Offenders typically prey on children they know, not strangers. Most perpetrators are acquaintances, but as many as forty-seven percent are family or extended family.[^fn6]
Almost half (forty-seven percent) of the offenders who sexually assaulted victims under age six were family members, compared with forty-two percent of who assaulted youth ages six through eleven, and twenty-four percent who assaulted juveniles ages twelve through seventeen.[^fn7]
The Department of Justice reports that children under age twelve make up half of all victims of forced sodomy, forced fondling, or sexual assault with an object.[^fn8]
Numerous experts have made it clear that sexual predators often have not just one or two victims, but dozens. The Abel and Harlow Child Molestation Prevention Study found that each child molester averages twelve child victims and seventy-one acts of molestation. An earlier study by Dr. Gene Abel found that out of 561 sexual offenders interviewed there were more than 291,000 incidents involving more than 195,000 total victims. This same study found that only three percent of these sexual offenders have a chance of getting caught.[^fn9]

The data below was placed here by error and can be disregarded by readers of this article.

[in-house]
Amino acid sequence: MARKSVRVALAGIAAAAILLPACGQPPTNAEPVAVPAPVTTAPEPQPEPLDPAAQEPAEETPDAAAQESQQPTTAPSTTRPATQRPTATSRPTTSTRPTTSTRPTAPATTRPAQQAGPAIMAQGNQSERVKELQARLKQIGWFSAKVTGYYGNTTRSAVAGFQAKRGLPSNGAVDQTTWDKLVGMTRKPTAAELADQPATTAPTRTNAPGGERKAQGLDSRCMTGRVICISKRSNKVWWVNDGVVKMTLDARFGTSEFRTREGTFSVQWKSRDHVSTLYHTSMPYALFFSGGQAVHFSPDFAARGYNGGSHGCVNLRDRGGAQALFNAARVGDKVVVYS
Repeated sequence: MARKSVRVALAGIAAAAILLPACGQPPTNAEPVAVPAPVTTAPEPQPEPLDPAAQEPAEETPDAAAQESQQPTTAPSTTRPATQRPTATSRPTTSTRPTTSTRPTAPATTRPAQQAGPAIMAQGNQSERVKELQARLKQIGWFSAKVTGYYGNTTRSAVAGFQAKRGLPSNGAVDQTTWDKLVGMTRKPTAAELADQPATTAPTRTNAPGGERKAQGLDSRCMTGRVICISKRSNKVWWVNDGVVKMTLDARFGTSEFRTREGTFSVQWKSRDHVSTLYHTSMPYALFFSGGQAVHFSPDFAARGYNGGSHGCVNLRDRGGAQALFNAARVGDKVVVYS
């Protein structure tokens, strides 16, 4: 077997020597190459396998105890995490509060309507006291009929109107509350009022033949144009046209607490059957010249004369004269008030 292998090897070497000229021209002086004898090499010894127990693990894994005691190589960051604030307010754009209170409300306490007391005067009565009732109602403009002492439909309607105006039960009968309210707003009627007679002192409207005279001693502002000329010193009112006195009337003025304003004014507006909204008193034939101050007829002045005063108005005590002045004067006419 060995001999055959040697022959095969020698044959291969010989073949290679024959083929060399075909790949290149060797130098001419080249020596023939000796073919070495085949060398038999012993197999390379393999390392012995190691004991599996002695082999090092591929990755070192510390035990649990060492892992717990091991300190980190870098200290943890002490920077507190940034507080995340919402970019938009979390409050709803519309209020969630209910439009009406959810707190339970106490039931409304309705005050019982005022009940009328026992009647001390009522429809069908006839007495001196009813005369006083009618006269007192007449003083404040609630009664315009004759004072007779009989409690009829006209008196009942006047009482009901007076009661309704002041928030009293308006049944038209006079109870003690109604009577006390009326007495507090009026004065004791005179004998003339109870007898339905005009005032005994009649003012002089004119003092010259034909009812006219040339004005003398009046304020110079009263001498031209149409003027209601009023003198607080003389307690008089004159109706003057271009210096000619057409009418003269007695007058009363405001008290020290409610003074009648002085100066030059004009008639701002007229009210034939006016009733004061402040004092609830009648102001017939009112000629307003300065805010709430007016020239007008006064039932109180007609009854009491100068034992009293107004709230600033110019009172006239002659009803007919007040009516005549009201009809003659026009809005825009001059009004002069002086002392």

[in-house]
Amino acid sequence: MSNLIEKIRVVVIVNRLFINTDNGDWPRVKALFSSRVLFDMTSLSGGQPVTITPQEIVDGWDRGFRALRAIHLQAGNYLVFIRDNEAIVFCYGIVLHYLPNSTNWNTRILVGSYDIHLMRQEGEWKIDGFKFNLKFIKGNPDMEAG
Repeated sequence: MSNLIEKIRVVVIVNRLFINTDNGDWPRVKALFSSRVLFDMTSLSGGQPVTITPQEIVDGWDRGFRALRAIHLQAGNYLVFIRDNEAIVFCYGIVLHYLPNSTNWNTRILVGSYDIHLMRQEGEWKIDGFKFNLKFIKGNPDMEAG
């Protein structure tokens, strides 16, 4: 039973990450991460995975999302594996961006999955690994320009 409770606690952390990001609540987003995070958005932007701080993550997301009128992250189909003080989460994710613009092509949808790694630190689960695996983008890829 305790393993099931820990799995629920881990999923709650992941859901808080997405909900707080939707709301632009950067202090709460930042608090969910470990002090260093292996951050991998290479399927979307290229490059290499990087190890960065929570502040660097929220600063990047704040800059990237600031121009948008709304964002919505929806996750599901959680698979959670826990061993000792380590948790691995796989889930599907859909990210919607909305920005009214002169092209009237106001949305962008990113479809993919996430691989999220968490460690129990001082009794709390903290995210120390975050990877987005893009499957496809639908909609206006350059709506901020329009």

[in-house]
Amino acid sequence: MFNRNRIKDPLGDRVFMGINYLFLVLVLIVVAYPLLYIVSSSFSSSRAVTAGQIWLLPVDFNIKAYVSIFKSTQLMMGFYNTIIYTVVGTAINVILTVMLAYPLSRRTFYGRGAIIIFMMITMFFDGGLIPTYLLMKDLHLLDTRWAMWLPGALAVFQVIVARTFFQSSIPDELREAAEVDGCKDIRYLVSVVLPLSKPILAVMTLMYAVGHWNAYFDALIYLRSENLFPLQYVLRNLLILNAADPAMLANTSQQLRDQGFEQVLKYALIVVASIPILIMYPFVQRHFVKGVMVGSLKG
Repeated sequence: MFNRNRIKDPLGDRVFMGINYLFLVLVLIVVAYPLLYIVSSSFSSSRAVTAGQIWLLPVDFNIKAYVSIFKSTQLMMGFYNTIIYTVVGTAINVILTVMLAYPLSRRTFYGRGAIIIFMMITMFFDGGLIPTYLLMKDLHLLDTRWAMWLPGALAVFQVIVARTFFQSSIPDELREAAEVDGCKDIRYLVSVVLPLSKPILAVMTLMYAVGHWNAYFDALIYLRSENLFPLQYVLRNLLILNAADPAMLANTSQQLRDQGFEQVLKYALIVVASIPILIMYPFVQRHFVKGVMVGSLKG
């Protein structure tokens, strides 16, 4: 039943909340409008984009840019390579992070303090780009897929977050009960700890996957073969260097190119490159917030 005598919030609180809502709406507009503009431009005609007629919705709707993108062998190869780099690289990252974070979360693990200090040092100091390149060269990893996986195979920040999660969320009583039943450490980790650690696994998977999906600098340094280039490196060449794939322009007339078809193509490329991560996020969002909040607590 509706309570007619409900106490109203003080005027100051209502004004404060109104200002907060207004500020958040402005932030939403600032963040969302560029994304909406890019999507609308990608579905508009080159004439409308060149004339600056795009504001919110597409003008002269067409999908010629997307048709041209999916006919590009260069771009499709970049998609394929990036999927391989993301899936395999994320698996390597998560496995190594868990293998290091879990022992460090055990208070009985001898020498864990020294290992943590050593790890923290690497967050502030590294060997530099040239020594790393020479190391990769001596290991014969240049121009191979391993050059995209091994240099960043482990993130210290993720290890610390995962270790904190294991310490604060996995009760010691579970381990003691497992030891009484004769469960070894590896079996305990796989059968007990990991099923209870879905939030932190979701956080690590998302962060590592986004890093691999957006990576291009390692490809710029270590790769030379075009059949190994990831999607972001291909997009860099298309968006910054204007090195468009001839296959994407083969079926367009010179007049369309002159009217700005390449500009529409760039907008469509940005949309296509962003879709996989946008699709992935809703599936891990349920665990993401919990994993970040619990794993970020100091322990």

A 2007 FBI report states the following:
One out of five girls will be sexually molested before her eighteenth birthday;
One out of six boys will be sexually molested before his eighteenth birthday;
One out of every seven victims of sexual assault reported to law enforcement agencies was under age six; and
Forty percent of the offenders who victimized children under age six were juveniles (under eighteen).[^fn10]
Episode 12: Church Finance 101 with Eric Syfrett
I speak with Eric Syfrett about the basics of finances for churches. After earning degrees in economics and accounting, Eric became the children's and an accountant at his church. He now serves as the Executive Pastor of Kings Park International Church.
Many pastors and church leaders have little-to-no training in the specifics of church finances and are required to learn on the job. Managing church finances not only requires biblical wisdom and financial practices, it also requires conformity to legal requirements.
Eric talks about how churches are stewards of the gifts God has given them, and thus are called to handled their money well. This requires communicating with our congregations about our needs and how the finances will be used; it requires protocols and accountability for handling money as it comes it so that we are above reproach; it requires careful budgeting and continual expense control.